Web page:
Feb 13 2015
America is often described as an “experiment,” in the sense that the fate of the nation is never a foregone conclusion. This is what Benjamin Franklin meant when he famously declared that our constitutional convention had produced “a republic... if you can keep it.”
In America, we have a republic, not a monarchy. Here, the people are in charge. We have no king, and the only power held by elected representatives is delegated to them by the people.
This simple arrangement of power is the basis of the most just and the most equitable system of government the world has ever known. But it is also, by definition, slightly precarious. For when a free people delegate a portion of their sovereign authority to a group of representatives, they must be able to maintain careful watch over how that power is used.
Thus Dr. Franklin’s crucial stipulation: “if you can keep it.”
The behavior of Senate Democrats over the past two weeks suggests that they don’t want to keep it – at least not when doing so is politically inconvenient.
For the past two weeks, Senate Republicans have repeatedly tried to begin debate on a bill to fund the Department of Homeland Security. But there has been no such debate: only diversions, equivocations, and interruptions by Senate Democrats, who refuse to allow the world’s most deliberative body to discuss the merits of a bill that would fully fund DHS while prohibiting President Obama from using any funds to implement his lawless executive amnesty plan.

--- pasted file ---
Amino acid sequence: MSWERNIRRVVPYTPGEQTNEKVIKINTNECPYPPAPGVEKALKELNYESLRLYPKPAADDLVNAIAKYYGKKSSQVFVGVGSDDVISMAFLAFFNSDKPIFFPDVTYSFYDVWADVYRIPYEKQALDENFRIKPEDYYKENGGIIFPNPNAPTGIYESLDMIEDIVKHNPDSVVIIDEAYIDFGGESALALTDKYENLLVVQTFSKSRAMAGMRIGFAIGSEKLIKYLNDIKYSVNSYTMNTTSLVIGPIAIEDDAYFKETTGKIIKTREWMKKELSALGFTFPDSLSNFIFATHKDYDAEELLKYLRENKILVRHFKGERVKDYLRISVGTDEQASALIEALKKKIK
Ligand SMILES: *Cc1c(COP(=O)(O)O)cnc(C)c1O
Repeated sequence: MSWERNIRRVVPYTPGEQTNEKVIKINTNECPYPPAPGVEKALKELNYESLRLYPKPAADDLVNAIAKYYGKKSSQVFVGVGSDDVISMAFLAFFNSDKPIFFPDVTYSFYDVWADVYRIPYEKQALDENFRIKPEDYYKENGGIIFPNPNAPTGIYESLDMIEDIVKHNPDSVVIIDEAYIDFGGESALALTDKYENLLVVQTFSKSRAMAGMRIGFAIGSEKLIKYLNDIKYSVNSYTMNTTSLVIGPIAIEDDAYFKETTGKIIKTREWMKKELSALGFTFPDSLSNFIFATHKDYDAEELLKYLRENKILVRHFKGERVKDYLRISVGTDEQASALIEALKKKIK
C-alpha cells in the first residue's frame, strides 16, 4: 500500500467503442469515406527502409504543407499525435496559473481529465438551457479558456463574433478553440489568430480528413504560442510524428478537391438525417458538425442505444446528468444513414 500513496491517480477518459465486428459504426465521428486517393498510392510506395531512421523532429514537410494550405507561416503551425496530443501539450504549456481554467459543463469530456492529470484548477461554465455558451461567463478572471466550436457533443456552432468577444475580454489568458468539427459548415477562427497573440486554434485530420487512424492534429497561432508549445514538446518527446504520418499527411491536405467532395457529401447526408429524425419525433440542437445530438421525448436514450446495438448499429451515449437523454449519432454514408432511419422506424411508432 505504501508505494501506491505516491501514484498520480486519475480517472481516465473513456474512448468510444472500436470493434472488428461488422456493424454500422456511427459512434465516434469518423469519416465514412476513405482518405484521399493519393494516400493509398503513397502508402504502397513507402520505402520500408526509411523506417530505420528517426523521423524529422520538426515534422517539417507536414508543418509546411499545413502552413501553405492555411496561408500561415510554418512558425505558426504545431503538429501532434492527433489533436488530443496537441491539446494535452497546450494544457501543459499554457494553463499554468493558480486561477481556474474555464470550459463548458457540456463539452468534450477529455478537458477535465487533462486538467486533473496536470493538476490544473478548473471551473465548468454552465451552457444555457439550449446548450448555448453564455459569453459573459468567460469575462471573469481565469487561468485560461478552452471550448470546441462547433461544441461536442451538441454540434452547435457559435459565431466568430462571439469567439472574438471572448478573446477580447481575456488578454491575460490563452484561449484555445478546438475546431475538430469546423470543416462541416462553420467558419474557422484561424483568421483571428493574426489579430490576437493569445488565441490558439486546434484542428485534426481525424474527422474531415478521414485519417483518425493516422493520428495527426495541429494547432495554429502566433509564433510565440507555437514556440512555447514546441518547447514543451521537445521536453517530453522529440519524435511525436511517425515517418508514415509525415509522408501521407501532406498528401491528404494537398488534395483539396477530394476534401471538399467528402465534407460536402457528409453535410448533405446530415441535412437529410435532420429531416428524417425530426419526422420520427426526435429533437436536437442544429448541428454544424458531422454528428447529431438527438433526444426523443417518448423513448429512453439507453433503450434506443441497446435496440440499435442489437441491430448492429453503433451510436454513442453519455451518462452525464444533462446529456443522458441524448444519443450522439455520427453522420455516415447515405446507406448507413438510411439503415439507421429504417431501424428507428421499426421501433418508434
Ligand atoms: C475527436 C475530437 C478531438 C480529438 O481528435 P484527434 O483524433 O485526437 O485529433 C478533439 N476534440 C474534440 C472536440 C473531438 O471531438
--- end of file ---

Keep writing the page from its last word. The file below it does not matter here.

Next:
This obstruction is as reckless as it is revealing.
It reveals the character and disposition of a party that distrusts the judgment of the American people, fears the consequences of open debate, and stops at nothing to advance a narrow partisan agenda.
The past two weeks do not bode well for the great American experiment in self-government. But Benjamin Franklin’s challenge still stands. It’s not too late for the Senate to get back to work and for Senate Democrats to put the power back in the hands of the American people where it belongs.